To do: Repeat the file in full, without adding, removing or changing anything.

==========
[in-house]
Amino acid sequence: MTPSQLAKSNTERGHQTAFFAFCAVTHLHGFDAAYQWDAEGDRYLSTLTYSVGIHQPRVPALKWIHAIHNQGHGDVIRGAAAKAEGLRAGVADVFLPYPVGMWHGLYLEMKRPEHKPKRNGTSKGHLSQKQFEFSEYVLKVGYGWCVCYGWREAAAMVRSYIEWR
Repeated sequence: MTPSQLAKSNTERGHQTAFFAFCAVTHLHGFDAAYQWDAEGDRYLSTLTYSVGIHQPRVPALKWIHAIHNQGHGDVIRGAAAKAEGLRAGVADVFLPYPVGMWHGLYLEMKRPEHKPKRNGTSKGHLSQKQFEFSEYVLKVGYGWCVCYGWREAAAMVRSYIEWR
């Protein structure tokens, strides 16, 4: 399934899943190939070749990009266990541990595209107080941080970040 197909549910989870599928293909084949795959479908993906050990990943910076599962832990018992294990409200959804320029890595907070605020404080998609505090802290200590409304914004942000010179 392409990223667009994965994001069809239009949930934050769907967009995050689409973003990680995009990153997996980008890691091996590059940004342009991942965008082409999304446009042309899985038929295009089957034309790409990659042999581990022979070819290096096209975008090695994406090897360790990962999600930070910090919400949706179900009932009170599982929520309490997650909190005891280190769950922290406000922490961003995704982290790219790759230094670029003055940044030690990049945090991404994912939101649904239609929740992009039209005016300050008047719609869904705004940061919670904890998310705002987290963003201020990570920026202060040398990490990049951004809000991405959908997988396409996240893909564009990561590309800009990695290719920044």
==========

[in-house]
Amino acid sequence: MTPSQLAKSNTERGHQTAFFAFCAVTHLHGFDAAYQWDAEGDRYLSTLTYSVGIHQPRVPALKWIHAIHNQGHGDVIRGAAAKAEGLRAGVADVFLPYPVGMWHGLYLEMKRPEHKPKRNGTSKGHLSQKQFEFSEYVLKVGYGWCVCYGWREAAAMVRSYIEWR
Repeated sequence: MTPSQLAKSNTERGHQTAFFAFCAVTHLHGFDAAYQWDAEGDRYLSTLTYSVGIHQPRVPALKWIHAIHNQGHGDVIRGAAAKAEGLRAGVADVFLPYPVGMWHGLYLEMKRPEHKPKRNGTSKGHLSQKQFEFSEYVLKVGYGWCVCYGWREAAAMVRSYIEWR
């Protein structure tokens, strides 16, 4: 399934899943190939070749990009266990541990595209107080941080970040 197909549910989870599928293909084949795959479908993906050990990943910076599962832990018992294990409200959804320029890595907070605020404080998609505090802290200590409304914004942000010179 392409990223667009994965994001069809239009949930934050769907967009995050689409973003990680995009990153997996980008890691091996590059940004342009991942965008082409999304446009042309899985038929295009089957034309790409990659042999581990022979070819290096096209975008090695994406090897360790990962999600930070910090919400949706179900009932009170599982929520309490997650909190005891280190769950922290406000922490961003995704982290790219790759230094670029003055940044030690990049945090991404994912939101649904239609929740992009039209005016300050008047719609869904705004940061919670904890998310705002987290963003201020990570920026202060040398990490990049951004809000991405959908997988396409996240893909564009990561590309800009990695290719920044």